Thursday, January 7, 2010

Environmental and Performance Upgrades in Denim

According to textile researchers, there's curently an absence of a major style trend to drive the denim market so mills and suppliers are re-focusing their energy on balance-enhancing jeanswear  and eco-friendly trims. What does this mean? It means that suppliers and mills are trying to be more innovative by creating lower impact sundries, lasting color, better stretch and technical fabrics.
There is a giant textile company called Tavex, from Spain who claim that they've developed a denim that can help improve a person's muscle tone, equilibrium and sense of well-being. Who needs to watch what they eat and excercise right? LOL.

Anyway, their new line of technical fabrics is called Denim Therapy. Their goal is to meld fashion and science. The fabrics have a Gold Reflect Line bioceramic complex. Wha?? It's the same stuff used in motorcycle helmets, that's made from a combination of 30 metallic oxides, which absorbs heat from the sun, the body and surrounding objects. It then converts the heat to infrared rays that are diffused into the garment wearer's body. This is said to cause blood vessels to dilate, creating a sense of warmth, well-being, eliminating toxins, improve oxygen supply and improve body energy. I'm chucking my yoga mat, multi-vitamins and all green veggies in my fridge as I type this. The denim is about twice the price of the average denim weave, so curently $14 per meter.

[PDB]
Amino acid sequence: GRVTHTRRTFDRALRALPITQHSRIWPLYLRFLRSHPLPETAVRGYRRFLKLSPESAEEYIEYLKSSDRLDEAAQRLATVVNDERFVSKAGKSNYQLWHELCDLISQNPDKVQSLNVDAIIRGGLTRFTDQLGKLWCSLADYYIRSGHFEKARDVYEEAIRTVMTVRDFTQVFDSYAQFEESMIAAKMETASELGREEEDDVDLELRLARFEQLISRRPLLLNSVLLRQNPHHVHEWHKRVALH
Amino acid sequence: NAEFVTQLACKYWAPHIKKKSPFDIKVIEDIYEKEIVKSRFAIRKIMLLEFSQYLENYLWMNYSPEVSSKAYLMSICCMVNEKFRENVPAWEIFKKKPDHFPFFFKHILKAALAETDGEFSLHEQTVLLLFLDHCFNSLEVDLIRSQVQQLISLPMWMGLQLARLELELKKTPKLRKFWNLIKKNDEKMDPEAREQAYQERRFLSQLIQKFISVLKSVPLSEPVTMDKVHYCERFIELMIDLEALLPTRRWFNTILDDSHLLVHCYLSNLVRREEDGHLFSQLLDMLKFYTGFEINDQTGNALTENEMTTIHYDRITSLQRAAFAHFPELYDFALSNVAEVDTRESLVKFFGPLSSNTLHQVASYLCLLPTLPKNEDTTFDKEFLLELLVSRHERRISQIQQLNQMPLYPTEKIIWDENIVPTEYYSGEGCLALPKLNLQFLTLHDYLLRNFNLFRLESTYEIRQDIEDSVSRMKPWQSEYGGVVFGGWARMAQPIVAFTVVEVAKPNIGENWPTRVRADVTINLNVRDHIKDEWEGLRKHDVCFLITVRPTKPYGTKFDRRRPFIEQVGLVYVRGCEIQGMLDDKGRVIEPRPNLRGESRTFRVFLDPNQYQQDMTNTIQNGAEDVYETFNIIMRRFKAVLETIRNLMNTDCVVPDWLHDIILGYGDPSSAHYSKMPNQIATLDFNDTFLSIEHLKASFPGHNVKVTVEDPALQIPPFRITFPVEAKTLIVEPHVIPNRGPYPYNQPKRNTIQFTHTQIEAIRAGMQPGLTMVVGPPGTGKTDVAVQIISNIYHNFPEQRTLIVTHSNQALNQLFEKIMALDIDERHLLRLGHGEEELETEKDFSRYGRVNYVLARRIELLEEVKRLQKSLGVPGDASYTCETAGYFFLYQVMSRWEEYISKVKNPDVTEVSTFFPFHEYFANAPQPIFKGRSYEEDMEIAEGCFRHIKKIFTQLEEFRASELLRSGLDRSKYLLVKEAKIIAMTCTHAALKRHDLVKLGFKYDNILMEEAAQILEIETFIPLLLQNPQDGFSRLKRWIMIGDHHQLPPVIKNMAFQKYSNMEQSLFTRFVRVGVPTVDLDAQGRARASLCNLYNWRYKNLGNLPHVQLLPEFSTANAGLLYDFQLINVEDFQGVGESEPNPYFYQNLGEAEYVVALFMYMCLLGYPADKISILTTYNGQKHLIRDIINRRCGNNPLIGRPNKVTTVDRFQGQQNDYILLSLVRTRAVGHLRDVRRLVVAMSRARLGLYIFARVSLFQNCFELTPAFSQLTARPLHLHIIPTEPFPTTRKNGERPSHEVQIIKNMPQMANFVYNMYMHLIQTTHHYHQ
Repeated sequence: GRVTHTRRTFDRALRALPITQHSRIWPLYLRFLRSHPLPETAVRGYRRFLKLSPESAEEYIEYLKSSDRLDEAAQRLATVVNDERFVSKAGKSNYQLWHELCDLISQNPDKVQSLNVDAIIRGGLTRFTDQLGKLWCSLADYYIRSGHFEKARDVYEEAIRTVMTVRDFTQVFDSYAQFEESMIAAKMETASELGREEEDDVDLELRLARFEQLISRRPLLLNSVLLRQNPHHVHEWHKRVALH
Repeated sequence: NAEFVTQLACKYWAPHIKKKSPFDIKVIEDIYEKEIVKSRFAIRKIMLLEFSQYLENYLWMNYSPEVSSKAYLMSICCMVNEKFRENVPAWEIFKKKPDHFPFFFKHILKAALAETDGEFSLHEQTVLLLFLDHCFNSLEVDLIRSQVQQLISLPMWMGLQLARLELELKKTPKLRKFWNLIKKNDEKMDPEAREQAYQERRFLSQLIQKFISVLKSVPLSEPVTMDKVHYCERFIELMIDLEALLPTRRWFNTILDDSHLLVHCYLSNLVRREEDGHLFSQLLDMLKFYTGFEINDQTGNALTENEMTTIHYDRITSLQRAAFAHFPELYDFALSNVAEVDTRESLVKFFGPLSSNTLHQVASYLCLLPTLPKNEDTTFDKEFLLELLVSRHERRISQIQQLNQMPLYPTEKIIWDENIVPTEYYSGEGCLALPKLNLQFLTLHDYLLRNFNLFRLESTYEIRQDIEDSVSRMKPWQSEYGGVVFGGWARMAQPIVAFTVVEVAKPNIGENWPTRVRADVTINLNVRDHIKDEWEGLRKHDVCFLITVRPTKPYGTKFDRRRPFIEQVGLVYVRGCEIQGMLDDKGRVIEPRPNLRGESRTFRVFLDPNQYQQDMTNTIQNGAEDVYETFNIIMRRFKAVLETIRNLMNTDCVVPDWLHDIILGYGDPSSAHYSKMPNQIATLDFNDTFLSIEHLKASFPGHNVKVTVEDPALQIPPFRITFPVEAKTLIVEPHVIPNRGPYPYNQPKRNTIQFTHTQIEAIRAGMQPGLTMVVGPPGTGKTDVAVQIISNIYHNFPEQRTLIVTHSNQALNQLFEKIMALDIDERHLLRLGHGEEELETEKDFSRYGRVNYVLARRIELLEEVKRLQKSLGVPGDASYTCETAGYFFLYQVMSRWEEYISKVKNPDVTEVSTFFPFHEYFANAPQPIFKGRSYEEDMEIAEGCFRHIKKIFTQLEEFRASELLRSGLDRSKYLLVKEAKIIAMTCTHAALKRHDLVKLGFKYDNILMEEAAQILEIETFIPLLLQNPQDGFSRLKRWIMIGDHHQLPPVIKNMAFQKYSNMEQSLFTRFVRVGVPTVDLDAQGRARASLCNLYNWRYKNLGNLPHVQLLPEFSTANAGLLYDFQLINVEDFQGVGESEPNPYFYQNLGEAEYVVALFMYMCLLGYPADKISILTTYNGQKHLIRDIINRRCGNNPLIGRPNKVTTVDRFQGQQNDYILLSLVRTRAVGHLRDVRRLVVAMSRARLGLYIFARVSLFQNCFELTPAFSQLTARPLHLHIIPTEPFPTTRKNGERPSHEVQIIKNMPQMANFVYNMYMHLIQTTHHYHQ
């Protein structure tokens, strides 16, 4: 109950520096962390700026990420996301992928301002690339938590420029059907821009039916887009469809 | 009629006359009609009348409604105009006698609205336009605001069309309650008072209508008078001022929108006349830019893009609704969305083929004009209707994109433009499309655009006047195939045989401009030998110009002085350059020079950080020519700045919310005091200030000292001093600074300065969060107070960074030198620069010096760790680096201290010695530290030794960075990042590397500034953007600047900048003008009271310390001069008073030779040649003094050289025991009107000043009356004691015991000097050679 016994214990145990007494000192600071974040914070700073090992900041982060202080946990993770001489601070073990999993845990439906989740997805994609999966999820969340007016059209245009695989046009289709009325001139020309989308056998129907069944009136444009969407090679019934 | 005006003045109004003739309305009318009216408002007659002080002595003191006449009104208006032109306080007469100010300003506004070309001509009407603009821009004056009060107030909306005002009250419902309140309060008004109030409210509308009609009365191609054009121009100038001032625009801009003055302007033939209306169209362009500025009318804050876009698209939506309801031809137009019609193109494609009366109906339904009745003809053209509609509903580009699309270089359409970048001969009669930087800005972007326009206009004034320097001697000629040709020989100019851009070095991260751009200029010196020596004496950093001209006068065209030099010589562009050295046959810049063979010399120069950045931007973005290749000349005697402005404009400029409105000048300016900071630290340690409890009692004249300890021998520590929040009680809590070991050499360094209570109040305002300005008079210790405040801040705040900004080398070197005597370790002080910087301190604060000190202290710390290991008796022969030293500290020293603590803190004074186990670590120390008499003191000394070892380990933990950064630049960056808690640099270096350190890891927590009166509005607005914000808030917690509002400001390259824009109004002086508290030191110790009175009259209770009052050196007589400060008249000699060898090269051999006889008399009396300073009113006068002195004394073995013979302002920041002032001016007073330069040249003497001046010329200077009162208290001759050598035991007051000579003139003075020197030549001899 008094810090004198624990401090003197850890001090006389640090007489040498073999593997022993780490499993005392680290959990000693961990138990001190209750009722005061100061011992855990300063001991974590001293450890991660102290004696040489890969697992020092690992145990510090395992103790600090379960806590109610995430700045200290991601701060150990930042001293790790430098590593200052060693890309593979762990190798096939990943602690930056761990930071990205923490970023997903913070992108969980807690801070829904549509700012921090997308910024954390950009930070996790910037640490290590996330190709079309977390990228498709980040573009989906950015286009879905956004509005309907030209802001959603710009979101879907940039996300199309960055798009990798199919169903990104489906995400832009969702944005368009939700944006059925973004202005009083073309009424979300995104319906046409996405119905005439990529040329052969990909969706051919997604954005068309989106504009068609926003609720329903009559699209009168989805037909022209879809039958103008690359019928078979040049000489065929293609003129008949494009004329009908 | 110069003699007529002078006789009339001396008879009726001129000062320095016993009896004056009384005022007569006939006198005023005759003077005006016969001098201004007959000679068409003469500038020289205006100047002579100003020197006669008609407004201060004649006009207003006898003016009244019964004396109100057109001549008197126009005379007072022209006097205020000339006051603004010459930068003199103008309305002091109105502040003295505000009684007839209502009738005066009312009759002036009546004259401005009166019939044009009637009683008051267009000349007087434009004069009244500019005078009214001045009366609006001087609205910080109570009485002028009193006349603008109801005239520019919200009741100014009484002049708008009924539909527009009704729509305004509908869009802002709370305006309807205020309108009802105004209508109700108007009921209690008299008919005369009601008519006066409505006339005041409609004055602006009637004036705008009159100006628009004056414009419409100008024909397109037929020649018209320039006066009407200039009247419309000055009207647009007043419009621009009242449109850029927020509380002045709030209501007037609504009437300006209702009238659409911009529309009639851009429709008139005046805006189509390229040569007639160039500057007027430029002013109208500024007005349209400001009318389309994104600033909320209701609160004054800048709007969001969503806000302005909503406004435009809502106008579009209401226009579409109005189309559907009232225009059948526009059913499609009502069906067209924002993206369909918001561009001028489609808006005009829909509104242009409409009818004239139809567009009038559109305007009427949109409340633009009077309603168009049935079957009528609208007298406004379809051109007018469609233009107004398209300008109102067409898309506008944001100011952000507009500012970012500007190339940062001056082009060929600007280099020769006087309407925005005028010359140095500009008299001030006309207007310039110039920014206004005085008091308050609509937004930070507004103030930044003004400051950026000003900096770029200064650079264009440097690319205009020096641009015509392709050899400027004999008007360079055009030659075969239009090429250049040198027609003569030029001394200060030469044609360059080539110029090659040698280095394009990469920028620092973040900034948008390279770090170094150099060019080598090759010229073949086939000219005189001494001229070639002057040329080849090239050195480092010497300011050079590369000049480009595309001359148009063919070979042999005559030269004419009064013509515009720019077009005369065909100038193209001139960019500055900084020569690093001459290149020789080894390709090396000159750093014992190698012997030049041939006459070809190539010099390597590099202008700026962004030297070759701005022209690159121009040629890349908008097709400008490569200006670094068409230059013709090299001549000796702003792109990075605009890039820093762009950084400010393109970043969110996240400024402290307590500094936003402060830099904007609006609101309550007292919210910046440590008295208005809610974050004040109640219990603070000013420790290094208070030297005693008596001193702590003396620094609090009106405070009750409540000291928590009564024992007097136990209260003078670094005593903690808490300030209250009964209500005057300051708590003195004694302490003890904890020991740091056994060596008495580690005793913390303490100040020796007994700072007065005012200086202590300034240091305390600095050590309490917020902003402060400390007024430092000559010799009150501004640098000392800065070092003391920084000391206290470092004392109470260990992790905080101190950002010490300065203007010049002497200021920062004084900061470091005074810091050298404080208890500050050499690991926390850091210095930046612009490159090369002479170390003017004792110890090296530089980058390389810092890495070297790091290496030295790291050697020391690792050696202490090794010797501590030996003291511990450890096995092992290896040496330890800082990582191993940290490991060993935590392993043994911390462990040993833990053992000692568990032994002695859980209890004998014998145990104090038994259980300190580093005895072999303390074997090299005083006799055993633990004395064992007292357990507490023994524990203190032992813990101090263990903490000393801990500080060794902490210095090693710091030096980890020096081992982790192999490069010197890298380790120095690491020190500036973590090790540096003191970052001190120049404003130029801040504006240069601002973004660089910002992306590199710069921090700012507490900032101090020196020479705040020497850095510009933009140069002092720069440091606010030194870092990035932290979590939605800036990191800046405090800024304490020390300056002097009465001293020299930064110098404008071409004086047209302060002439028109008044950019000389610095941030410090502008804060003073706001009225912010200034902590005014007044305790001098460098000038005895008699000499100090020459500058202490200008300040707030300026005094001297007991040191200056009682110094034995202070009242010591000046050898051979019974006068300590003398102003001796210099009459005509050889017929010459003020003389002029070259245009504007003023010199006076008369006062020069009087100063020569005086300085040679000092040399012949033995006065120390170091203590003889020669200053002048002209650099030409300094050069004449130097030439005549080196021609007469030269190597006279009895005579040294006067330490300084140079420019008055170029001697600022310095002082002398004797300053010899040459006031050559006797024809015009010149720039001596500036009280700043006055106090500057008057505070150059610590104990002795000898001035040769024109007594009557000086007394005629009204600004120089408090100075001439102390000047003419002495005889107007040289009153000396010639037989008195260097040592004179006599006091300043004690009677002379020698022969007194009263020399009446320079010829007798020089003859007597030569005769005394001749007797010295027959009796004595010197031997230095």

A French company called Dorlet, who specialize in metal accessories has created a line of rivets and snaps as well as sew-on, ready to dye buttons made of pressed organic cotton as an environmentally friendly innovation.

Dow Fiber Solutions has introduced a garment dye collection with a 4 way stretch that allows the mills to control the "liveliness" of the fabric during the dyeing process. It allows for more efficient production lots and better quality color consistency.

Denim Valley has created a "hybridenim" fabric line made from organic cotton blended with fine Tencel fiber taken from eucalyptus wood cellulose fibers. Properties are said to include skin moisture control, easy care and bbody thermoregulation.

The question is, with all this great R&D in denim and textiles, how much more is it going to cost us to get the good stuff and can the industry find a way to keep the retail cost affordable to the masses?